Their teenage users call them "thinspiration" – pro-anorexia websites allowing young girls to post pictures of their stick-thin bodies to drive one another into losing dangerous amounts of weight in competitive and sometimes startling ways.
"One recommended that you go to sleep in the cold, with the windows open, because shivering burns calories," recalls Francesca Carrington Birch, who became anorexic aged 12 and bulimic from 17. Now aged 22 and working in residential childcare, she can see that these websites are "really warped, damaged communities". But for their vulnerable target audience, their proliferation is a dangerous sign of encouragement.
Between 400 and 500 websites promoting anorexia and related eating disorders, visited by thousands of young girls a day, have now been identified in the first review to quantify the phenomenon.
They encourage "starving for perfection", feature pictures of celebrities such as Keira Knightley and Victoria Beckham, and promote diets of 400-500 calories a day (compared with a recommended 2,000 for women and 2,500 for men). Coffee, cigarettes and diet pills are the only things to be consumed keenly.
In one year, more than 500,000 people visited the sites, according to one study, and a 2011 EU survey found more than one in five six- to 11-year-olds had been exposed to one or more sites with "harmful content".
Dr Emma Bond, a lecturer at the University Campus Suffolk, Ipswich, who carried out the review with help from the Nominet Trust and the charity b-eat, says the sites were set up by individuals with eating disorders, who in some cases generated a following of almost religious intensity. There was no evidence of commercial involvement.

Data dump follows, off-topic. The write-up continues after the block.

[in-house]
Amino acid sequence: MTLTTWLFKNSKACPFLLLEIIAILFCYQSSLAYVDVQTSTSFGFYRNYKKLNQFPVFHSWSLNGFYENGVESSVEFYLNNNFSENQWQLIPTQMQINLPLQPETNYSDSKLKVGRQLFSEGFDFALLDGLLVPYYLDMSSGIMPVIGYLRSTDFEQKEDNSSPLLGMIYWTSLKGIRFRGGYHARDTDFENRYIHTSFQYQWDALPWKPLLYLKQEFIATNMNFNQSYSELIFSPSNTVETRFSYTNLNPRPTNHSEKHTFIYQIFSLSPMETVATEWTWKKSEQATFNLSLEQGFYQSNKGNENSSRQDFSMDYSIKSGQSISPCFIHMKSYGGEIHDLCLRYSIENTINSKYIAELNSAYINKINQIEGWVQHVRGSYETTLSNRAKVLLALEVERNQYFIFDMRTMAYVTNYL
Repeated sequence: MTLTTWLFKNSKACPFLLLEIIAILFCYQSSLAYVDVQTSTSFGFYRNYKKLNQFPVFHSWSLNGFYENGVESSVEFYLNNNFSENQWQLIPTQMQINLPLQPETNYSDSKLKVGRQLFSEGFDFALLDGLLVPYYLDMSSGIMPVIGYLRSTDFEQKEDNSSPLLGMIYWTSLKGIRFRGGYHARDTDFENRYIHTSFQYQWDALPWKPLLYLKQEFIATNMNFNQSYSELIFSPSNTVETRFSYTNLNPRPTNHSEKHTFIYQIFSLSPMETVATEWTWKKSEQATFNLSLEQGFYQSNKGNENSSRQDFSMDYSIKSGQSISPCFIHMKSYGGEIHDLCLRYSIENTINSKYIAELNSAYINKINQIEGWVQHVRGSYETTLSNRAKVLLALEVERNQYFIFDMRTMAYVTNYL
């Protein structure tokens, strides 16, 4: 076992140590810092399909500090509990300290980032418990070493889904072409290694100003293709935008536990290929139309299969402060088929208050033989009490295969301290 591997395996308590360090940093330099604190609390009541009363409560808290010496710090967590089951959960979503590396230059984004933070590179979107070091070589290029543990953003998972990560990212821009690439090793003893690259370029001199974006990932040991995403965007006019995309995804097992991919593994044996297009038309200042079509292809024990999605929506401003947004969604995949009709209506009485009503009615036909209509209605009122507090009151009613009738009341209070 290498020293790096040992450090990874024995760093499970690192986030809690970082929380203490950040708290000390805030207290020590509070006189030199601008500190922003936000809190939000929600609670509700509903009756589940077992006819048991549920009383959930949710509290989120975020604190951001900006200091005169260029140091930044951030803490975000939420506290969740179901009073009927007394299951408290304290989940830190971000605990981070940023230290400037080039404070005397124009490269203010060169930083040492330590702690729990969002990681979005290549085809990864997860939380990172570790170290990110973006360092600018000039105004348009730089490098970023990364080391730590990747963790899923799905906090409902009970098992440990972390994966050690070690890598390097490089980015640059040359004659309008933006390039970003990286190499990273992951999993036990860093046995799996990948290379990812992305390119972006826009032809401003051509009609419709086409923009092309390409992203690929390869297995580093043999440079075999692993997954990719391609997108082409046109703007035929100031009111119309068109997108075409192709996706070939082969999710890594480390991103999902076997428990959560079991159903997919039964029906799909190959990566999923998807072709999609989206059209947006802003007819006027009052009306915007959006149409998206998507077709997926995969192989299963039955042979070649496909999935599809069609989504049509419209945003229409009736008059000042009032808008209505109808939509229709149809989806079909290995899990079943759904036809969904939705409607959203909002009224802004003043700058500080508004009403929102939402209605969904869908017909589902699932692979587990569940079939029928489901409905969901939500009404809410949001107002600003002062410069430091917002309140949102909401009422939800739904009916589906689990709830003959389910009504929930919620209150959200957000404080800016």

"It starts with an individual who wants to share their experience and as they get a following they set themselves up as almost Goddess-like," she explains. "I came across a website set up by a girl who was disgusted with herself because she had put on a few pounds over Christmas. She talked about going back to college where she planned to fast for three days and regain control.
"In under two hours, she had 36 followers saying things like, 'You're wonderful, you're an inspiration to me, I'm only fasting because of you'."
In addition to the websites there are "thousands and thousands" of blogs by individuals on sites such as YouTube and Tumblr, many featuring images of scantily clad girls who are unaware they are being looked at for sexual gratification.
"To a vulnerable teenage girl they appear lovely, pretty and attractive," Dr Bond says. "But they have a gruesome side too."
Many focus on purging, starving and the use of laxatives. Some even include advice on self-harming and have links to pro-suicide sites.
A particularly disturbing feature is the rivalry that can occur between "ana-buddies" who meet on the websites and vie with each other to starve themselves.
"The media should be more responsible in not publishing pictures of very thin models and celebrities because young people wish to emulate them," says Dr Bond. "Eating disorders are not going away, if anything they are becoming more common."
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